Prof. Nikola Kasabov (Auckland University of Technology, FIEEE, FRSNZ) is Founding Director of the Knowledge Engineering and Discovery Research Institute (KEDRI) at Auckland University of Technology (AUT), New Zealand. He is Immediate Past President of the Asia-Pacific Neural Network Society (APNNS) and Past President of INNS. He has published more than 600 papers and books and is the leading researcher on several international projects in the areas of computational intelligence, neural networks, neuroinformatics. He is Visiting/Honorary Professor at SJTU and CASIA China, RGU and Teesside University UK, UZH/ETH Zurich and USI Lugano. He holds Doctor Honoris Causa of Obuda University, Hungary.
Prof. Steve Furber(University of Manchester, FIEEE, FRS) is ICL Professor of Computer Engineering in the School of Computer Science at the University of Manchester, UK. After completing his education at the University of Cambridge (BA, MA, MMath, Ph.D.), he spent the 1980s at Acorn Computers, where he was a principal designer of the BBC Micro and the ARM 32-bit RISC microprocessor. As of 2018, over 120 billion variants of the ARM processor have been manufactured, powering much of the world’s mobile computing and embedded systems. He pioneered the development of SpiNNaker, aneuromorphic computer architecture that enables the implementation of massively parallel spiking neural network systems with a wide range of applications.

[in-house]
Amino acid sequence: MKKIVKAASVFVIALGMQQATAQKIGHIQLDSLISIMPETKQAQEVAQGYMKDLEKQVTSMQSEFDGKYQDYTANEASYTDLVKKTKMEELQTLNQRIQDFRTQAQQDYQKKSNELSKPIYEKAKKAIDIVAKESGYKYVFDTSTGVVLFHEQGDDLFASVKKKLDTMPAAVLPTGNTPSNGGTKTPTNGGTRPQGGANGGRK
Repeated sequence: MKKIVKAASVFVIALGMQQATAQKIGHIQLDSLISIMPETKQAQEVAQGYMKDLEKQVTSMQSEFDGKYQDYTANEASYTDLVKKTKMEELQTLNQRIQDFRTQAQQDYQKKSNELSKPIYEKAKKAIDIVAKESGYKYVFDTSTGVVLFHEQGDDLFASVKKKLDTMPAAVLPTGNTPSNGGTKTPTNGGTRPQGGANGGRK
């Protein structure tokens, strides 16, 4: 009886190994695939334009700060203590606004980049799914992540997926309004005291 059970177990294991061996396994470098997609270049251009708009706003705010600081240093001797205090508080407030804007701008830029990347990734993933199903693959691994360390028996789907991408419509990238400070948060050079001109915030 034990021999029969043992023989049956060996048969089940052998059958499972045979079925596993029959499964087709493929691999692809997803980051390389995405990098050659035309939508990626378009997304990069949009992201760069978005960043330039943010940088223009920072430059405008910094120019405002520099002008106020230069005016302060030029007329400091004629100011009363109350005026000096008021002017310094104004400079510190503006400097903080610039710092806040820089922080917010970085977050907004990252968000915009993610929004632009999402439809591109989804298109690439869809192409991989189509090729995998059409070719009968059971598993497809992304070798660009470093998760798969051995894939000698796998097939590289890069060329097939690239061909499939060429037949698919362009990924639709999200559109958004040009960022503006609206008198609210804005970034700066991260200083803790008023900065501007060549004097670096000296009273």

Prof. Giacomo Indiveri(University of Zurich and ETH Zurich, Switzerland) is the director of the Institute of Neuroinformatics (INI), and Professor at the University of Zurich and ETH Zurich, Switzerland. Indiveri was awarded an ERC starting grant in 2011, and an ERC consolidator grant in 2017. Engineer by training, Indiveri has also expertise in neuroscience, computerscience, and machine learning. His research focuses on the development of full custom hardware implementation of real-time sensory-motor and learning systems using analog/digital neuromorphic circuits and emerging VLSI technologies. His group uses these neuromorphic circuits to validate brain inspired computational paradigms in real- world scenarios, and to develop a new generation of fault-tolerant event-based neuromorphic computing technologies.